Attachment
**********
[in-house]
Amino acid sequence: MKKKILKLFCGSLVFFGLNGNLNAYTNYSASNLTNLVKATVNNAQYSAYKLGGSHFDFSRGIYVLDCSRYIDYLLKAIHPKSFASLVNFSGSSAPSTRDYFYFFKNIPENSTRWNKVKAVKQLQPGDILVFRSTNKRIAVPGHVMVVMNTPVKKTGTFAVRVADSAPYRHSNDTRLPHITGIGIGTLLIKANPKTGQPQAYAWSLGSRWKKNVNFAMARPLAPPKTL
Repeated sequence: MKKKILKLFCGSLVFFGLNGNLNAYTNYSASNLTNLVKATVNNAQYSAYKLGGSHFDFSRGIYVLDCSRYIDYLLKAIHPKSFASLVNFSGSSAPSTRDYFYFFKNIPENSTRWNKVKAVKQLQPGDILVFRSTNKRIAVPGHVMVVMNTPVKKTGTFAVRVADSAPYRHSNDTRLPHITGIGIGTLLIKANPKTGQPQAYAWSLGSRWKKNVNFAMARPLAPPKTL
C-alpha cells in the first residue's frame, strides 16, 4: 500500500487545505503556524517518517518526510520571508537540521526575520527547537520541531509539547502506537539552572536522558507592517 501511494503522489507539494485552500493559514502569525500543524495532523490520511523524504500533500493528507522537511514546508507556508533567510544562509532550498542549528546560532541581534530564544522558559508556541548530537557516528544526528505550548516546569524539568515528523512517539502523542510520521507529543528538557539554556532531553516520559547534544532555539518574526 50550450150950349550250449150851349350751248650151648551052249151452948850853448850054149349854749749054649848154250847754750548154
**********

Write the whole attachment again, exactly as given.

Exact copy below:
[in-house]
Amino acid sequence: MKKKILKLFCGSLVFFGLNGNLNAYTNYSASNLTNLVKATVNNAQYSAYKLGGSHFDFSRGIYVLDCSRYIDYLLKAIHPKSFASLVNFSGSSAPSTRDYFYFFKNIPENSTRWNKVKAVKQLQPGDILVFRSTNKRIAVPGHVMVVMNTPVKKTGTFAVRVADSAPYRHSNDTRLPHITGIGIGTLLIKANPKTGQPQAYAWSLGSRWKKNVNFAMARPLAPPKTL
Repeated sequence: MKKKILKLFCGSLVFFGLNGNLNAYTNYSASNLTNLVKATVNNAQYSAYKLGGSHFDFSRGIYVLDCSRYIDYLLKAIHPKSFASLVNFSGSSAPSTRDYFYFFKNIPENSTRWNKVKAVKQLQPGDILVFRSTNKRIAVPGHVMVVMNTPVKKTGTFAVRVADSAPYRHSNDTRLPHITGIGIGTLLIKANPKTGQPQAYAWSLGSRWKKNVNFAMARPLAPPKTL
C-alpha cells in the first residue's frame, strides 16, 4: 500500500487545505503556524517518517518526510520571508537540521526575520527547537520541531509539547502506537539552572536522558507592517 501511494503522489507539494485552500493559514502569525500543524495532523490520511523524504500533500493528507522537511514546508507556508533567510544562509532550498542549528546560532541581534530564544522558559508556541548530537557516528544526528505550548516546569524539568515528523512517539502523542510520521507529543528538557539554556532531553516520559547534544532555539518574526 50550450150950349550250449150851349350751248650151648551052249151452948850853448850054149349854749749054649848154250847754750548154